I’ve been absent from blogging because I’ve been dealing with a long-range logistical challenge. Specifically, I got a speeding ticket back in August, my first in 15+ years, and since I was speeding, I just paid it. I came to learn that when you are going a particularly large number of miles over the speed limit, and you do not fight the ticket*, there is a more or less automatic 15-day suspension of your license** regardless of your prior record.
In the greater scope of things, I understand that this is a somewhat classic first world problem in my situation. I had a lot of help and I was never in danger of losing my job for not being able to get there. However, it’s easy to see how this sort of thing can be devastating to someone’s livelihood. There but for fortune and all that.
So, we live in the suburbs. My kids need rides to daycare, and I am responsible for that. Sometimes they go to two different places. There are, theoretically, buses that come near my house, but the reason that I almost always drive to work is because the buses to my house are extremely inconvenient to my work schedule. How to manage this suspension?
Answer: I mean, of course, it’s a chart. I made a chart of who needed to get where and when, and then started coordinating rides to get everyone everywhere. Ben had a week of vacation scheduled, and we were able to do it so his vacation was a large part of the suspension. (This unfortunately meant that he had to drive on our whole vacation, but he claims he didn’t mind.) My parents live close by and they were able to drive the girls to school most days.
Thanks to some volunteers, I was able to fully participate in life as well, so it wasn’t a sort of house arrest situation. Marshall took me to kickball two times (which was vital since, you know, PLAYOFFS). Zach took me to hockey. Gina picked me up and took me out for beers. Joslin took me to work two times, and Sharon took me one time. Elizabeth & family took Elena to school one day. I took a cab home (this, apparently, is possible in Pittsburgh). I am eternally grateful to these people, since most of them were not necessarily people who would normally carpool with me and all of them went pretty far out of their way to help. [EDITED! I almost forgot that Darlene took me to a baby shower in the wilds of the South Hills.]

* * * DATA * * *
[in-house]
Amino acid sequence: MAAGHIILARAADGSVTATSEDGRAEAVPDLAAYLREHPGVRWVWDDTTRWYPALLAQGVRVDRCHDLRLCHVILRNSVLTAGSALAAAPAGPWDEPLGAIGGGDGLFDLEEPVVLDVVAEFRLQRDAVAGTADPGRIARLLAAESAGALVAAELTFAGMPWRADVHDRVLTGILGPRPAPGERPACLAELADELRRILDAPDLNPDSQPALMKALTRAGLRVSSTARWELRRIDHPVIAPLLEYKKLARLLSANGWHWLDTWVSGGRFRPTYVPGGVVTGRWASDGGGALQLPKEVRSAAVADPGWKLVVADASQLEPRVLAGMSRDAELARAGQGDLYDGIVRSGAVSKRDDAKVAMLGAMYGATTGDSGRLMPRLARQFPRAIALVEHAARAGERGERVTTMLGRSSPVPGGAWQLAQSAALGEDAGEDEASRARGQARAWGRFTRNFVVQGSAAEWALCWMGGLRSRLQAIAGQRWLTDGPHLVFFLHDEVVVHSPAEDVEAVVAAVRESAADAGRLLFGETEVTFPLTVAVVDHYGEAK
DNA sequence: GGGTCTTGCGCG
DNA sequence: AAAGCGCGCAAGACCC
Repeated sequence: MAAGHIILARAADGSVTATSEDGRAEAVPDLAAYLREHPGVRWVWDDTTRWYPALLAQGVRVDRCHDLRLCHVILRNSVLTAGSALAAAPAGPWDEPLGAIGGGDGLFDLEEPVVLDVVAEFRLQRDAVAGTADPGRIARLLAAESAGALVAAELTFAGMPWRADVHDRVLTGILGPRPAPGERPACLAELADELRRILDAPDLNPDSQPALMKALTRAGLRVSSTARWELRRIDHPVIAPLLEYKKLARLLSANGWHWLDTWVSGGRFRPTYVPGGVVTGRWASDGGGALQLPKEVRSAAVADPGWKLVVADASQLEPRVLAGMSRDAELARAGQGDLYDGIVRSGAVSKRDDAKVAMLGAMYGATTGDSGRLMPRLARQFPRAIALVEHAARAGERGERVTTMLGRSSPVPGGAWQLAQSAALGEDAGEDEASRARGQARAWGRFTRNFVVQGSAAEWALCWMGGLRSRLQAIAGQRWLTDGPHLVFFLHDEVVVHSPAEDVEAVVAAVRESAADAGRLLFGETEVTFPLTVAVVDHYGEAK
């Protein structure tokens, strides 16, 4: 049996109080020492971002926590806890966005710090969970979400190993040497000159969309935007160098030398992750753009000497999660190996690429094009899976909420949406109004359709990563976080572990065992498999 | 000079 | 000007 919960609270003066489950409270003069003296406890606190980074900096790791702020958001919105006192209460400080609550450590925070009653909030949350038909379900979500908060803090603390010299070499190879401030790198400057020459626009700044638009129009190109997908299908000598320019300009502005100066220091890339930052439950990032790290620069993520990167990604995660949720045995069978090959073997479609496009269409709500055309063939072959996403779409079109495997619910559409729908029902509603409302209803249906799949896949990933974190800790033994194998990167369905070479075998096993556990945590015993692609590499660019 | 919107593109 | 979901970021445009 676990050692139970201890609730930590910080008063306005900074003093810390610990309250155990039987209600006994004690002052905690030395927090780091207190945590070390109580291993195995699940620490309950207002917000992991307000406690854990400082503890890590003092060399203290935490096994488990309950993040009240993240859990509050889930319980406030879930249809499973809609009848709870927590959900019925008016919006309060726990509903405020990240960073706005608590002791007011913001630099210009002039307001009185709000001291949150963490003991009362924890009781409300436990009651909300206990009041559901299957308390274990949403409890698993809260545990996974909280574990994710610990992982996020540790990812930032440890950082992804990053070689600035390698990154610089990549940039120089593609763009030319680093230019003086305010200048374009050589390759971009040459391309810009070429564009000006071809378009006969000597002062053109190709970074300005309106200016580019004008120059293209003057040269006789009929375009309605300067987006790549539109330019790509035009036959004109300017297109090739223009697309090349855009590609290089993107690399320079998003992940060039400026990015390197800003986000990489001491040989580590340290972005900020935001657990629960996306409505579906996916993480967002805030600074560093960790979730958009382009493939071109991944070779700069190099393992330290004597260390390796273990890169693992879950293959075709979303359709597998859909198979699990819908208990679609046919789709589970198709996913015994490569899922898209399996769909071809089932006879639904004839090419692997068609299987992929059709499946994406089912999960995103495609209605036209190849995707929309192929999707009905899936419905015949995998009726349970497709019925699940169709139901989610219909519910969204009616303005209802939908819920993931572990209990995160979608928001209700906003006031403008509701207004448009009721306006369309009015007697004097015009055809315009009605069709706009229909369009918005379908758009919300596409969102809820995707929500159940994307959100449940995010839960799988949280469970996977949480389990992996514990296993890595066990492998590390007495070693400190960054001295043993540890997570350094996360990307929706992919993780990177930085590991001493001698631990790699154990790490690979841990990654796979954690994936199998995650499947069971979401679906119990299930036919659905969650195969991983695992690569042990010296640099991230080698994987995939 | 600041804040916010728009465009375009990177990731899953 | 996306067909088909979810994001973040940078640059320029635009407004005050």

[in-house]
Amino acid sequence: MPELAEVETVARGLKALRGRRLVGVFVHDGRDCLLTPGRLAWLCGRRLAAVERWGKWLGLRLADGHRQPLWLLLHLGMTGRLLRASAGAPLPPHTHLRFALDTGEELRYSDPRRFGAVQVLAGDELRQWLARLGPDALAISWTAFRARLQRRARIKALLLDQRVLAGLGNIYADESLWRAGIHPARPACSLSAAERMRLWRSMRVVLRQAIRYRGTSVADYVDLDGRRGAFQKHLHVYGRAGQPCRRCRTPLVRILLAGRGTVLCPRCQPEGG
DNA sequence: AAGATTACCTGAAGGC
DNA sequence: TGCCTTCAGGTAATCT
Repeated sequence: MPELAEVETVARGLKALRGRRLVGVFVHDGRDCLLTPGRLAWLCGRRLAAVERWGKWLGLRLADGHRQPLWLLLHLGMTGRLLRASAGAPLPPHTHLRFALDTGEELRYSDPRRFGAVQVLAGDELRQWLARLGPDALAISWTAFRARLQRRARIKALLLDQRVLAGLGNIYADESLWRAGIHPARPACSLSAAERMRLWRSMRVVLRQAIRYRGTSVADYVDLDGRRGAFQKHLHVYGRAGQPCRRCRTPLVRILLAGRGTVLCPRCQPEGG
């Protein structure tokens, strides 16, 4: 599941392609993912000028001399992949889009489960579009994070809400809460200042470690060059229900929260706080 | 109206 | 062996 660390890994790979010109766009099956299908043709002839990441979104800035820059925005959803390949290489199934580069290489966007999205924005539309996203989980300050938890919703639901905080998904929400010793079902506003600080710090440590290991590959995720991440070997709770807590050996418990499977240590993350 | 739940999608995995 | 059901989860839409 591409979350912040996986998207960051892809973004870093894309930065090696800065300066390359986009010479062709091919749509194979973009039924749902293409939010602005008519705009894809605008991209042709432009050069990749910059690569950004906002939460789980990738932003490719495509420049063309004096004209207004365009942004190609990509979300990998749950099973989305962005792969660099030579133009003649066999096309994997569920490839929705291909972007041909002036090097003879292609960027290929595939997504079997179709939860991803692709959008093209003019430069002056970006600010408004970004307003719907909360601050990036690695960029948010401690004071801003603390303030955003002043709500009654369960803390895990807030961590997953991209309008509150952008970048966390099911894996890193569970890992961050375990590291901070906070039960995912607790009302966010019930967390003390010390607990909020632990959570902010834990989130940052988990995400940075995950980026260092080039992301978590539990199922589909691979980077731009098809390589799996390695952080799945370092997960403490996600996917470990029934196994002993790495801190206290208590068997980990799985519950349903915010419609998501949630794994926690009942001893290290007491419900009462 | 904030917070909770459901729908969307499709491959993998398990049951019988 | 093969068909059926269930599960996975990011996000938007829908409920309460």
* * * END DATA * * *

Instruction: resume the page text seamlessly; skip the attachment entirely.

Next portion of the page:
Why didn’t I just say, screw it, and drive anyway? A couple of reasons: (1) as soon as I realized the potential catastrophic results that would happen if I were to get into an accident as an unlicensed, and therefore uninsured, driver (especially with the possibility of having kids in the car with me), I was pretty much done; and (2) I guess since I’m a lawyer and all that I should probably obey the law and stuff.
At any rate, I received my license back in the mail on Saturday, much to my surprise, since I fully anticipated that this would be drawn out administratively and it would be November before I could drive again. I drove the family around all day yesterday, and we took the long way home.
And now I’m back.
*I did not fight the ticket because I have not had a speeding ticket in 15+ years and because I was speeding. Stupidly, I thought this was the right thing to do
**I understand that this is not everyone’s experience. I have had several people tell me that they know people who were given the option to take a driver’s exam after getting DUIs or whatever. I specifically asked about taking an exam and this option was denied. So I don’t know if it was just the guy that I dealt with, or bad luck, or what, but in my case, it was a more or less automatic suspension.